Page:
Story for the Day: Balane's Curse

Balane's Curse, or a hangover, is so named for the Frewyn Goddess of the Sun, who curses those who drink too much by shining her light on them the following morning. While everyone in Frewyn, being a largely agrarian society, looks forward to a holiday, not everyone-- Aiden and Adaoire especially-- looks forward to the morning after.

The table was dressed for breakfast, their places were supplied with cups and plates and utensils, though the violent gurgurlation of their stomach recommended that there should be no time and indeed no need for utensils or napkins until their crapulence were done away and their sense set
to rights. Their lips slightly parted, their minds festering in miasma of morning confusion, their brains in an impenetrable fog, their hands found their way to their cups in supplication of tea, a brew by which their condition should be cured, by hanging their heads over their cups, their chins resting in the palms of their hands supported by their elbows leaning in opposition of the table. They were quiet and repentant, reflecting on how sorry they were that they should have fallen asleep without having eaten or had any water to drink before venturing to bed, and pining at the clamour the boys were making as they attacked their mother and aunt with embraces and entreated for more cake than ought to be necessary for such a time in the morning. Aiden and Adaoire shifted their hands from their chins and supported their heads by putting their hands over their ears and staring dismally at one another, and Triskillien could not but laugh.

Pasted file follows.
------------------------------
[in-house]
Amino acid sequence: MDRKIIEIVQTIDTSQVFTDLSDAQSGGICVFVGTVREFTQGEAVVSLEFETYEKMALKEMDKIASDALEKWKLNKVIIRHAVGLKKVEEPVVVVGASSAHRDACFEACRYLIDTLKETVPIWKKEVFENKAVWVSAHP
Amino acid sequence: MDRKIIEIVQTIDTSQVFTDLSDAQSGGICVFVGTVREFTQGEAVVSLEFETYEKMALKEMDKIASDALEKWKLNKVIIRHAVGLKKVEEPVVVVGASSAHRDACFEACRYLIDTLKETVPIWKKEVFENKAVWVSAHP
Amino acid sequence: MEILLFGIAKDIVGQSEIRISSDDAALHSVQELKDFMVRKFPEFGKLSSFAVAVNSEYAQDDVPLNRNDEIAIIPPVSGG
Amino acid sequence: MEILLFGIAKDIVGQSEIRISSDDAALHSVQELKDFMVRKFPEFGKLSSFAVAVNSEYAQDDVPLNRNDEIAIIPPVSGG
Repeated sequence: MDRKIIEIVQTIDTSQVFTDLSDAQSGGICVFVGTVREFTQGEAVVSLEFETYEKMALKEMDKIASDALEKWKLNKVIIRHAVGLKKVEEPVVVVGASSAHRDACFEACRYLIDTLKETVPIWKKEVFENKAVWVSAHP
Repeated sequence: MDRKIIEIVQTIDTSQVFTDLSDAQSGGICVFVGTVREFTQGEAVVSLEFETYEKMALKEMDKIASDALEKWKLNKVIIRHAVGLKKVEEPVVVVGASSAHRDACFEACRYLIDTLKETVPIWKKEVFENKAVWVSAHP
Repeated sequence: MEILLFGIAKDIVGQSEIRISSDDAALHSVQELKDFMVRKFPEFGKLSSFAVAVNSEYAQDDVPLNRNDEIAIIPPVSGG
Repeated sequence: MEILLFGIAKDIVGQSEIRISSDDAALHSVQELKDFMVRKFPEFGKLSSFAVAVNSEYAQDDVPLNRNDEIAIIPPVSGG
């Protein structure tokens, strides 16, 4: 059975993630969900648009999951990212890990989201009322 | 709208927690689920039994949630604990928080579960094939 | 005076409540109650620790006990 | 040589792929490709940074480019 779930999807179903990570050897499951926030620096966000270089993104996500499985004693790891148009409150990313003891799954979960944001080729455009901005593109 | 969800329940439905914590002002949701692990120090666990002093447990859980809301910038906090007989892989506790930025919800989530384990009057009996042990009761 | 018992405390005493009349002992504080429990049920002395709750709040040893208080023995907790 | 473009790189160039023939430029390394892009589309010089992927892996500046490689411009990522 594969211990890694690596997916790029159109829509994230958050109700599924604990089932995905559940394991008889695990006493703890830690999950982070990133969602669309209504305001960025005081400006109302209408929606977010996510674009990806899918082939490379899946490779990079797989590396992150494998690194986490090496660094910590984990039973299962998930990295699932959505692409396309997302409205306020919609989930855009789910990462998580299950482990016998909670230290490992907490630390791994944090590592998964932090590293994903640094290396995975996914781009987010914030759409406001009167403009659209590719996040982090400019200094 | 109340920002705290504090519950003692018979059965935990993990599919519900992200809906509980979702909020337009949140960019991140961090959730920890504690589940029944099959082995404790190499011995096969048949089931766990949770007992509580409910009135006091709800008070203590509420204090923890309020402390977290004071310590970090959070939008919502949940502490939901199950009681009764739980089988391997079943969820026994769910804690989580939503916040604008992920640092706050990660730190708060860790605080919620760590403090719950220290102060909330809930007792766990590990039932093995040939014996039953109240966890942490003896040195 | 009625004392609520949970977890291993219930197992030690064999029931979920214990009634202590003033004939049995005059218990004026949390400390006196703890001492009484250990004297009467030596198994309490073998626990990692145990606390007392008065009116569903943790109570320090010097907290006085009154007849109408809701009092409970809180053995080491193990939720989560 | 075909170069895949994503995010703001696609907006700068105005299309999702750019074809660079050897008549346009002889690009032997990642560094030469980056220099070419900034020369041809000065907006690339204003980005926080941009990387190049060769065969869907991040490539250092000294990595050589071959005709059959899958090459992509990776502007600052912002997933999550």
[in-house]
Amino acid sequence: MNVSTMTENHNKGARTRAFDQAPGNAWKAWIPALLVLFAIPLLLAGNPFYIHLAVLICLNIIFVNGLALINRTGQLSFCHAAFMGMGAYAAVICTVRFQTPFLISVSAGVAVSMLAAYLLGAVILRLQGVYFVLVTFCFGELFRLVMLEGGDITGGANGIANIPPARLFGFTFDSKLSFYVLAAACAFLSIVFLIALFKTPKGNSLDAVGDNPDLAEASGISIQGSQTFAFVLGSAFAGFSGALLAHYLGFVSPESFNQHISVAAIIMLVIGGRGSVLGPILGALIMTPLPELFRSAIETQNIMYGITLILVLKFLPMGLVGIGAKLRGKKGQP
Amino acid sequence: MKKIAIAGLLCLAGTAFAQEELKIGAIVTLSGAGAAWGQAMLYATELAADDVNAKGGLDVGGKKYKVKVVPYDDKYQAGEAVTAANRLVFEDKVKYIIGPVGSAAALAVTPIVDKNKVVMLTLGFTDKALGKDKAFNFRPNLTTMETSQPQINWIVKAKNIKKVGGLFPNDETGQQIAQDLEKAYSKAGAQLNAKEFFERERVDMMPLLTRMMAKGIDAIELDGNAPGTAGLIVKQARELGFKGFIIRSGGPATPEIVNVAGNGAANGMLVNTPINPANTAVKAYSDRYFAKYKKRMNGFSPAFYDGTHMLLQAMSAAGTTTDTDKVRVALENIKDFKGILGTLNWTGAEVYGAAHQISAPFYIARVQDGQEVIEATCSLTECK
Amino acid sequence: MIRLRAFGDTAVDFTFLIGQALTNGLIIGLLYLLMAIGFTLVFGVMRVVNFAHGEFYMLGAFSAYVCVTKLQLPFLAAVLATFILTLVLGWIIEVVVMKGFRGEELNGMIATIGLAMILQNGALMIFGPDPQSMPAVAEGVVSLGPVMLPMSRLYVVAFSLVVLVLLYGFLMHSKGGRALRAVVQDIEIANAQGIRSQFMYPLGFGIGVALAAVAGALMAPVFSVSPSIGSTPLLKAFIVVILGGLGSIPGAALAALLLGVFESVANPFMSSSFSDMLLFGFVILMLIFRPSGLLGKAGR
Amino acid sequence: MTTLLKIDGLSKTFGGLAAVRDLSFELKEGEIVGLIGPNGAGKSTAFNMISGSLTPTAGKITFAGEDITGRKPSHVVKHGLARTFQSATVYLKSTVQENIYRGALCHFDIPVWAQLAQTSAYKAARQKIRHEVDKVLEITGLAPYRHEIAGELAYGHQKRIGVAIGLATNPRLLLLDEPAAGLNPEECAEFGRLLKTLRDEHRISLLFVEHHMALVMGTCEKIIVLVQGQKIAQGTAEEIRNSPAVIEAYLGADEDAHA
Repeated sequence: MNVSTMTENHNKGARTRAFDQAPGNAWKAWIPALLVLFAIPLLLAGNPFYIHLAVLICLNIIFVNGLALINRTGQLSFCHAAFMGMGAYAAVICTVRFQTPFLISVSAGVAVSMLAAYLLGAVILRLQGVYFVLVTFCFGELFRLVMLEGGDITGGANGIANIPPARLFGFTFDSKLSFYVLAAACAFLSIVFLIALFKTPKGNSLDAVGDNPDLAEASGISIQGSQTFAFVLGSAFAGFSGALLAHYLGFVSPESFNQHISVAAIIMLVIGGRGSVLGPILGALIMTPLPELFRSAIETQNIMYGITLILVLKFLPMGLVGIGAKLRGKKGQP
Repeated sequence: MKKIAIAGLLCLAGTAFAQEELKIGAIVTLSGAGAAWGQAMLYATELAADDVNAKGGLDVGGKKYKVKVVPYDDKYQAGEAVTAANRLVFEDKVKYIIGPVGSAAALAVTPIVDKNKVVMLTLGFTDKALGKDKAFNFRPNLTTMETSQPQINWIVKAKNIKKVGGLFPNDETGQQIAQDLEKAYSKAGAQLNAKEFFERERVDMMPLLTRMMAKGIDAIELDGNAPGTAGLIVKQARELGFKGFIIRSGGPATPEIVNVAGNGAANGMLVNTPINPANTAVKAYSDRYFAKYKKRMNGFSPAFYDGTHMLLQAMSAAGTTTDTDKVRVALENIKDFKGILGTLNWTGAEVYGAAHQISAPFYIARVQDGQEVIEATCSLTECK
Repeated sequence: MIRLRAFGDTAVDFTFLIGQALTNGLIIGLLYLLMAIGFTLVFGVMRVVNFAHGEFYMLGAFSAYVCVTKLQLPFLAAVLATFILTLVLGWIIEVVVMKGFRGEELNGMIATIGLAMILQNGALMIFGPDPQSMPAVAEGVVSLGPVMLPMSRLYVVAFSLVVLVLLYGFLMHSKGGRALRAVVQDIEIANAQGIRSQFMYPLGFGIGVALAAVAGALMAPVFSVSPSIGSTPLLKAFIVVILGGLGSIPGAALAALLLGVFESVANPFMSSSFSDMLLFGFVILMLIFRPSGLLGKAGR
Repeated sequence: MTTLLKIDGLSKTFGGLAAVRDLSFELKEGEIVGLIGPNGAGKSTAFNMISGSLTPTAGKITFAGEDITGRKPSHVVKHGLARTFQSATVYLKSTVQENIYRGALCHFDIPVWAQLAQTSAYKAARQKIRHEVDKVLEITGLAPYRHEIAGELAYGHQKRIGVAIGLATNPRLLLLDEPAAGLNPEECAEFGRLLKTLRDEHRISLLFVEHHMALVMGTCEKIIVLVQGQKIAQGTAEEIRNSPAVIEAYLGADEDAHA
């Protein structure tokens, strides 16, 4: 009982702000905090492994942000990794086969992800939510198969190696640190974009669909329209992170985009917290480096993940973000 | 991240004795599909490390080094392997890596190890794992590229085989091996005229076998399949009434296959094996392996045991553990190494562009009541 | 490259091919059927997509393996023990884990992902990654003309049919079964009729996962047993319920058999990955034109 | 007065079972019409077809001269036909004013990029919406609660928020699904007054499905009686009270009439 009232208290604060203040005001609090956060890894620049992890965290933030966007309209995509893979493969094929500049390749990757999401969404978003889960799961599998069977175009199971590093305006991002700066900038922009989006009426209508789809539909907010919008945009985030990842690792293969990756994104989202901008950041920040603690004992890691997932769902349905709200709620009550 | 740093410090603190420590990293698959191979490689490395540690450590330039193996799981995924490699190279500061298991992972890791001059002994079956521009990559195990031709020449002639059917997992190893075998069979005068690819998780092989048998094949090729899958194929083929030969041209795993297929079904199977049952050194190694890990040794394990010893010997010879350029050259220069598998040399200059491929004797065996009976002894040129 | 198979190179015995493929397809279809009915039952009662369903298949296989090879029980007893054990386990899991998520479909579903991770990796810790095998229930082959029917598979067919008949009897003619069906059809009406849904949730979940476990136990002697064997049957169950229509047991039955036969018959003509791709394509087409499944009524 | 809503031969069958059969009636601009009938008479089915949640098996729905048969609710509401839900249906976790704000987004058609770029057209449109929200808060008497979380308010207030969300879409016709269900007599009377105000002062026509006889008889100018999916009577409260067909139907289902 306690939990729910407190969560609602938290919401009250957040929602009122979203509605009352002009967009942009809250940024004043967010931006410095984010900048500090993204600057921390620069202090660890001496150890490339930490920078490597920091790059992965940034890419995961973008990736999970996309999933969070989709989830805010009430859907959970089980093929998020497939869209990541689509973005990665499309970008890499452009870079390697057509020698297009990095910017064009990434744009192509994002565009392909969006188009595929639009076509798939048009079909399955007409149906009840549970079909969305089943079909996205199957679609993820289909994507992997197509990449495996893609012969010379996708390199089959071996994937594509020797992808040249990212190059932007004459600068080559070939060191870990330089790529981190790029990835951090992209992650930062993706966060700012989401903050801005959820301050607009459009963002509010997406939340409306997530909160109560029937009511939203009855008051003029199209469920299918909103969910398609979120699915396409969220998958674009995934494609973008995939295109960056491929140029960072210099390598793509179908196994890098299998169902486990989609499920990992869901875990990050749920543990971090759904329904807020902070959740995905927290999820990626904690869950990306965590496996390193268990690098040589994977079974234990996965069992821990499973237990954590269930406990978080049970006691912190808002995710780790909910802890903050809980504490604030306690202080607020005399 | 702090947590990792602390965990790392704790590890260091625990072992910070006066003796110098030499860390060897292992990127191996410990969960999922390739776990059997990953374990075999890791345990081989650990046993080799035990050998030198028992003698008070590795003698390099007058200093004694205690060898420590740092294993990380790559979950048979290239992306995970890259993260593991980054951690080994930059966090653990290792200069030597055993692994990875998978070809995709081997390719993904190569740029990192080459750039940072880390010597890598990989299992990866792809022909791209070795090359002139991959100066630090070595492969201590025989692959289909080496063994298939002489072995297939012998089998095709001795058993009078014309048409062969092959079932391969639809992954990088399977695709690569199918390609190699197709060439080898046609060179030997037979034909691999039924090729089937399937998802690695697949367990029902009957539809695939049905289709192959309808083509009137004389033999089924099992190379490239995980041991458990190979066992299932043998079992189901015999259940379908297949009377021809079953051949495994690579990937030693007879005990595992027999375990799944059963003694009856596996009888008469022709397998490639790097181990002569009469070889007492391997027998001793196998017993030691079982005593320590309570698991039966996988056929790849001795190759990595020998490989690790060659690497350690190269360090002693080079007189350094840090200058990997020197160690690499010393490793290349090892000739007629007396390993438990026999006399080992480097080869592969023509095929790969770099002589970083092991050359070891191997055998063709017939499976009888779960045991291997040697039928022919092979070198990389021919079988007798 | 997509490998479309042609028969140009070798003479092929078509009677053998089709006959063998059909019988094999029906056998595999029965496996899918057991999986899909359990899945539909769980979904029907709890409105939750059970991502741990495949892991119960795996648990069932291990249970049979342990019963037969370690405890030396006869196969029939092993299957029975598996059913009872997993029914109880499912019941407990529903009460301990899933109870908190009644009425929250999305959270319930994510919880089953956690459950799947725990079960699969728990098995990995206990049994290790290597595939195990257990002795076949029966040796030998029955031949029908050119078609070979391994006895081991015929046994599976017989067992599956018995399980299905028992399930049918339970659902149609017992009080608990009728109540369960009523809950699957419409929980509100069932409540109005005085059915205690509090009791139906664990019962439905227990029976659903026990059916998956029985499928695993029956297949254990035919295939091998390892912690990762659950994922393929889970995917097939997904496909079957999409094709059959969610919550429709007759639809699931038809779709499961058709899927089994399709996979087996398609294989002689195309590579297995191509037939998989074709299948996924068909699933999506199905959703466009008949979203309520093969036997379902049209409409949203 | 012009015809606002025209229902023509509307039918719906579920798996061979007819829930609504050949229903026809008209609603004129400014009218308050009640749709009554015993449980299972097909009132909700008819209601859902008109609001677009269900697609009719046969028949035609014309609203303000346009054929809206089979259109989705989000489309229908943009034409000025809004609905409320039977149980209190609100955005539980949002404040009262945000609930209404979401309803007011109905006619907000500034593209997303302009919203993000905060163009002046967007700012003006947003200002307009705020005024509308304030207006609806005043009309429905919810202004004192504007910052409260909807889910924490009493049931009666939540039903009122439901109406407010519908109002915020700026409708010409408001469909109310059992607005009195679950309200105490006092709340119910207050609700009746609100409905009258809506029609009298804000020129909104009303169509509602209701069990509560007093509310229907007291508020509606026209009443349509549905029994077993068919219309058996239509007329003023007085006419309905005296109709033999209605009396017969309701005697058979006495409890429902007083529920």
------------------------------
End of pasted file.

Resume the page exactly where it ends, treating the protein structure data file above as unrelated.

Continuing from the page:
“Does vis aulvays happen the next morning?” Triskillien asked Dealanna, her cheeks aglow as she smiled. “I have never seen vem vis quiet before.”